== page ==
Welcome to the Personal Website for Paul Mizen

Bio

I am Professor of Monetary Economics and Director of the Centre for Finance, Credit and Macroeconomics, University of Nottingham and Chairman of the Money Macroeconomic and Finance Research Group. I have previously taught in the Economics Departments of the University of Vienna, the European University Institute, Florence and Princeton University.

My research focuses on the interaction between monetary policy, corporate finance and banking; I have published 7 books and more than 100 articles on various aspects of monetary economics (listed in Researchgate, Repec IDEAS and Google Scholar Cites). I am currently engaged in a major research project with the Bank of England and Nick Bloom of Stanford University on economic uncertainty (Decision Maker Panel) and Brexit and head up a 50 strong team of researchers supported by the ESRC. The findings to date have been reported in The Financial Times, The Sunday Times,  The Times, The Independent, The Guardian and Harvard Business Review. The results have been used extensively by the Bank of England's Monetary Policy Committee including in the official assessment of the Withdrawal Agreement presented to Parliament (Nov 2018). Our novel approach to surveys was embedded in a Management and Expectations Survey in 2017 by the Office for National Statistics, the results of which were used to inform a 2018 call for evidence for the British Productivity Review. The ESRC has awarded £1,102,171 to conduct a second wave and analyse the results.

I have also been a consultant and visiting scholar to the Federal Reserve, the  Bank of England, the Bundesbank, the European Central Bank, the Bank for International Settlements, the International Monetary Fund and a number of other central banks and universities. I am also on Linkedin.

In connection with my work on DMP and MES I was appointed as a Fellow of the Office for National Statistics from September 2018, Fellow of the Royal Society of Arts from January 2019, and Fellow of the Academy of Social Sciences from March 2019.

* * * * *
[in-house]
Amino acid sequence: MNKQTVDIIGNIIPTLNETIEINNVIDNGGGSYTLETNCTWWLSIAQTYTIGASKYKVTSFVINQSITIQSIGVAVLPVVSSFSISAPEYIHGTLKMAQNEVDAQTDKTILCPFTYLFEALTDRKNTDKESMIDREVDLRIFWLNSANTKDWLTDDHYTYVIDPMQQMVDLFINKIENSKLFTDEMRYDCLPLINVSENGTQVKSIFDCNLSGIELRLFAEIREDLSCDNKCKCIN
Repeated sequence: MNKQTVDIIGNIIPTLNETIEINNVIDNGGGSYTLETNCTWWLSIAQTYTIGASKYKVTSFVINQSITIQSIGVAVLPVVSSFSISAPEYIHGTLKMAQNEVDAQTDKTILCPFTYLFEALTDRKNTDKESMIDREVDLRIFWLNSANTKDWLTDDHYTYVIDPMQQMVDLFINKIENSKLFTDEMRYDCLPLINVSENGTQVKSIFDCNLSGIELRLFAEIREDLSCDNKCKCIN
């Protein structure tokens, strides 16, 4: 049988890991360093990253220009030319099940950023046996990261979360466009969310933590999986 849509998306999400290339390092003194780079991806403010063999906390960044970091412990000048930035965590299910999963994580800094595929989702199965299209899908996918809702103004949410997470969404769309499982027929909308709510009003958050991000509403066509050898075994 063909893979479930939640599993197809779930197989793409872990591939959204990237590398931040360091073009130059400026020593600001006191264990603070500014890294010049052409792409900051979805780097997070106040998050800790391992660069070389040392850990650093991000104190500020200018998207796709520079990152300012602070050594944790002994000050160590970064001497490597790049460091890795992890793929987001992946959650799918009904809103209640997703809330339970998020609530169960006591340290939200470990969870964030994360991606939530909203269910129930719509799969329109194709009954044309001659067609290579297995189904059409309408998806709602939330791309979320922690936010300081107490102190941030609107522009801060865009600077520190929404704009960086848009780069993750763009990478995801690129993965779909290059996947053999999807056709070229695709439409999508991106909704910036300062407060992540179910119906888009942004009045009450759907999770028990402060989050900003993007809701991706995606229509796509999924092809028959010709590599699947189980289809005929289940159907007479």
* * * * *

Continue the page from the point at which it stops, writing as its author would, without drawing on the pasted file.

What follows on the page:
For more see the pages (left) about my research, policy impact, visiting positions, seminars and discussions, roles in the MMF and CFCM and teaching.

My current CV is here.

Recent Work

In August 2018 a new edited book on Macroprudential Policy and Practice was published by Cambridge University Press, this book provides an assessment of the effectiveness of macroprudential instruments used by central banks around the world. 

The Decision Maker Panel has received £1.3m funding from various sources including the ESRC, the Bank of England, the University of Nottingham and Stanford University. I am Principal Investigator (PI) on this project 2017-2020 with  Professor Nick Bloom. It is being used to inform the Bank of EnglandHM Treasury and the Department of Business, Energy and Industrial Strategy about economic uncertainty and Brexit. The presentation to ESCoE Economic Measurement 2018 conference by Nick Bloom is here, and the Becker-Friedman Institute conference presentation, Chicago, October 2018 is here. A full description is available in Fiscal Studies. We submitted evidence to the British Productivity Review.

Work on a Management and Expectations Survey with the Office for National Statistics Economic Statistics Centre of Excellence, was part of a successful 2017 NIESR bid in collaboration with Nick Bloom (Stanford),  Tatsuro Senga (QMUL) and  Phil Wales (ONS). The first wave of the survey of 25,000 firms has been collected, cleaned and is under analysis. A recent presentation to ESCoE Economic Measurement conference by Phil Wales is hereThe results have been used to inform the Call for Evidence in the British Productivity Review. The latest ESCoE working paper is here. The ESRC has awarded £1,102,171 to conduct a second wave and analyse the results. 

Reviewing the interest rate setting behaviour of UK banks after the financial crisis. In work with the Bank of England I have explored the impact of funding environment and competition on rate setting for fixed rate mortgages and deposits by the big six UK banks. We find transfer pricing inside each bank links individual bank funding costs to retail rates but competition limits banks’ ability to drive retail rates away from the market average.